African lingo, Afghan sighs, Ugandan hoots, Iranian jokes... it was international students' night out at Osmania University.
PICTURE PERFECT: Foreign students chill out at Osmania University campus during 'At Home.' Photo: Mohd. Yousuf
IT WAS an African cry, all right. War cry? Nope. It was more of a plea to the rain god to send in some showers to the parched lands. Traditional Somalian song and dance for rain should hopefully work for our water-starved capital city.
African lingo, Afghan sighs, Ugandan hoots, Iranian jokes... international flavours were overbearing at Osmania University on Saturday night. Verdant official residence of its Vice-Chancellor was shining under floodlights, so was the watered green grass on the near summer night and so were happy faces of the varsity's international students.
All in the family
Bewildering hairstyles and traditional costumes, made a colourful sight as senior academicians of the university, including the Vice-Chancellor, Mohd. Suleiman Siddiqui, sat with their international students.
For several years now OU and its affiliated colleges have played the host to students from about 41 countries like Kenya, Uganda, Somalia, Iran, Afghanistan, etc.
A significant number of 500-odd students pursuing various courses in different colleges gathered at the VC's house for a get-together and dinner just before the examination fever takes over. Prof. Siddiqui felt it was an honour for OU to become home for students from such diverse regions of the world.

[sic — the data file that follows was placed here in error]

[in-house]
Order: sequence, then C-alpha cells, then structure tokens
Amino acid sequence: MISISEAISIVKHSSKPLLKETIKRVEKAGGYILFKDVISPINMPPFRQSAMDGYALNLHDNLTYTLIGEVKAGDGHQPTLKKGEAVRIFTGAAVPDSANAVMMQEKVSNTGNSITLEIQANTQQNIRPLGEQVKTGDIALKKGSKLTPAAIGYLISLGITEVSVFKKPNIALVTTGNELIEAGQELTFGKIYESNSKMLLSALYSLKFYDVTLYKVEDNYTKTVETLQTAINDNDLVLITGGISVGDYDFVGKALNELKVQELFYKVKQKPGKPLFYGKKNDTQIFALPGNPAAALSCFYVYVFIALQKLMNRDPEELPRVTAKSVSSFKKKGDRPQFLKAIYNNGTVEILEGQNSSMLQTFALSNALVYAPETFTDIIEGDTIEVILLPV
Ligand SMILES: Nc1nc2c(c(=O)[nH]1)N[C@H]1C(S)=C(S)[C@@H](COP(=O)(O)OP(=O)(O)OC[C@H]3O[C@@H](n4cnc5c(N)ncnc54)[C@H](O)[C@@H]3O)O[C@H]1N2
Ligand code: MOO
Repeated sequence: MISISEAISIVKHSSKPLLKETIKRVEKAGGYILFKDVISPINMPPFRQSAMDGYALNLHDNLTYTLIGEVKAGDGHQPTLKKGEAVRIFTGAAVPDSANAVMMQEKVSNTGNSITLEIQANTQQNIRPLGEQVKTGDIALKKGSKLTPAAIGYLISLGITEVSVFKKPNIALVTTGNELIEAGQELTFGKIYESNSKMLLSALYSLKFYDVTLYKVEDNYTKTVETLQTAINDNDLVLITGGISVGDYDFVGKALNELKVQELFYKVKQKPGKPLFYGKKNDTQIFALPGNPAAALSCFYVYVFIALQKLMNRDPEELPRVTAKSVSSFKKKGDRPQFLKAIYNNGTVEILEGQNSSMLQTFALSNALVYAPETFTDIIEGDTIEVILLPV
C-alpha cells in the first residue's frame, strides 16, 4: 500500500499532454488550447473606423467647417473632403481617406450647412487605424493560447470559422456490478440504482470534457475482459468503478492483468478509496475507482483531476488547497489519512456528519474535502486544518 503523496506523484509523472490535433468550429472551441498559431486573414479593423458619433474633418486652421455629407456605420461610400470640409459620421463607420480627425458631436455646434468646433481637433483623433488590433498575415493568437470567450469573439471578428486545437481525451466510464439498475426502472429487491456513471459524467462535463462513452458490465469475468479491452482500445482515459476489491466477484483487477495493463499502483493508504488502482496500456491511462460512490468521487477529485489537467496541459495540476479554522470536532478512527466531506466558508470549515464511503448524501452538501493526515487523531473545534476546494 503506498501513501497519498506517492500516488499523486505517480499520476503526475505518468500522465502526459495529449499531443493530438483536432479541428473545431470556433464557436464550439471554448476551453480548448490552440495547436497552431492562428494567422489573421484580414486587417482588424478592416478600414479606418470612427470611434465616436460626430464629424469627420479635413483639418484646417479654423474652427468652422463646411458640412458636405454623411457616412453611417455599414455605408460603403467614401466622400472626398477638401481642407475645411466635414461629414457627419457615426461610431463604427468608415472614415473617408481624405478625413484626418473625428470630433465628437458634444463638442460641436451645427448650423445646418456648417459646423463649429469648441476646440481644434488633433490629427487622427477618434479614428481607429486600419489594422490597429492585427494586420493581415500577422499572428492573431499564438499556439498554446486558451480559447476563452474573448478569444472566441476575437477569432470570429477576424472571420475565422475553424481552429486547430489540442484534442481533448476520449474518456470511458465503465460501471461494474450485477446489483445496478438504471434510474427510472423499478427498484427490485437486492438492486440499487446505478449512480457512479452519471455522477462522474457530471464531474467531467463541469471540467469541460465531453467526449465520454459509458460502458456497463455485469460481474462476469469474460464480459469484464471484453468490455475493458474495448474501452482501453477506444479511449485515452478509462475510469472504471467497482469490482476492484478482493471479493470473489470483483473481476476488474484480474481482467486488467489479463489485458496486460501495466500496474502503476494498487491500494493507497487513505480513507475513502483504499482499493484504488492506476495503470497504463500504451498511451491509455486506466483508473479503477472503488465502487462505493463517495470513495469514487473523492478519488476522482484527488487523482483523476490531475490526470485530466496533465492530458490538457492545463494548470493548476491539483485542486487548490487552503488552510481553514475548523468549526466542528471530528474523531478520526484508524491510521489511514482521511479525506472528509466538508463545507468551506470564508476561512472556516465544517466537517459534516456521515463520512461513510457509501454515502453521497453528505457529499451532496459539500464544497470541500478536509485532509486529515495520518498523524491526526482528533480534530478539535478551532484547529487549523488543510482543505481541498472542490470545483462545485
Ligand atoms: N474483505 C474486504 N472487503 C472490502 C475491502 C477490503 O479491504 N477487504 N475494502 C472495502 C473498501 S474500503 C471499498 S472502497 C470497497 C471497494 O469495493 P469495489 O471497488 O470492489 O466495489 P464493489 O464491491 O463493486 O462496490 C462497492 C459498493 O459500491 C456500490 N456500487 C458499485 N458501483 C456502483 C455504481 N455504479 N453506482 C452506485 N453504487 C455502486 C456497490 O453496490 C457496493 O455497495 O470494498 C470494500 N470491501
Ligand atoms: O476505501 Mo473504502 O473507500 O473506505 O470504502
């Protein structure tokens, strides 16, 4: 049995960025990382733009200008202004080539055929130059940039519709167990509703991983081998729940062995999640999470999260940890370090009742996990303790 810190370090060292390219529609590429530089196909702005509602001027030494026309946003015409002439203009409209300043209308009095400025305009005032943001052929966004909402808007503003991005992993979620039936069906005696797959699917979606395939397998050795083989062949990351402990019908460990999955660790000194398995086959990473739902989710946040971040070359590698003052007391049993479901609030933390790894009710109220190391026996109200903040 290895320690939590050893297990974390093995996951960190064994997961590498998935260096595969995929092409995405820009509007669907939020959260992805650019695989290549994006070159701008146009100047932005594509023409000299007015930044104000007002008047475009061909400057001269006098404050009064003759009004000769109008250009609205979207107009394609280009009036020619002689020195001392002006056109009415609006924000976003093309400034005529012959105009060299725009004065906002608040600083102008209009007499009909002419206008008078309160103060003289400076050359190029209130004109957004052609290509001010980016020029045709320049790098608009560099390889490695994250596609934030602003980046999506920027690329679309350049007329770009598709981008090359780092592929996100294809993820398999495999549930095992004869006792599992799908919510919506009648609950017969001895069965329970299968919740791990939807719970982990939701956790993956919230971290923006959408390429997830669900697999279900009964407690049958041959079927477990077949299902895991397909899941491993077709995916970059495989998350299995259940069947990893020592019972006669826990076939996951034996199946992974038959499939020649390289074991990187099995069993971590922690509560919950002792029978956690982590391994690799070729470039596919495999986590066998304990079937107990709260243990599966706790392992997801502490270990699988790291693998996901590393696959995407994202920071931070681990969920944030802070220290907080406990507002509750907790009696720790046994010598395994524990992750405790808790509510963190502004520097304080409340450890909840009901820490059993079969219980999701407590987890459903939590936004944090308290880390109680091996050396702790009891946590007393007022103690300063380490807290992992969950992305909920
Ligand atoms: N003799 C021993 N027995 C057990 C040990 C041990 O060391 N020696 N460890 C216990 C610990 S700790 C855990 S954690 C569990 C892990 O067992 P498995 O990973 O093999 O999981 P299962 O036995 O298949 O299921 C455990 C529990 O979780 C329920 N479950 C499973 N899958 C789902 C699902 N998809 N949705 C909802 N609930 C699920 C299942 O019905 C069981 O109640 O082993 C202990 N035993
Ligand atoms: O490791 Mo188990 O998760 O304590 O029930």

"Hyderabad's culture is such that it embraces everyone into its fold. Please take advantage of your stay here to learn the languages," he reminded them and also urged them to take part in the sports and cultural activities. Somalian students certainly took the VC's advice pretty seriously and gave an entertaining programme(s) after the official speeches.
While the songs by Abdul Rashid lived up to the rhythmic African beats, the play by Basher, Osman and other Somalian friends, a take-off on the "Hyderabadi treatment" was hilarious.
Though it was meant to be a joke, it reflected some of the feelings of the students especially Africans are treated here.
"I think you people are arrogant. Your accent is tough to follow. Food is too hot but education standards are good," chorused Justine from Uganda and Wema from Tanzania.
Connecting it right
Good things were said too. "It's a blessing to be here. I have a deep connection with this country as my forefathers came from India. I am having a good time," said Lakshmi Singh, from Trinidad & Tobago of West Indies. Agrees Sun Lin from Myanmar. "The language was little difficult, the culture is different and the food is very spicy. I sure like it here," asserted the research scholar.
By V. Geetanath
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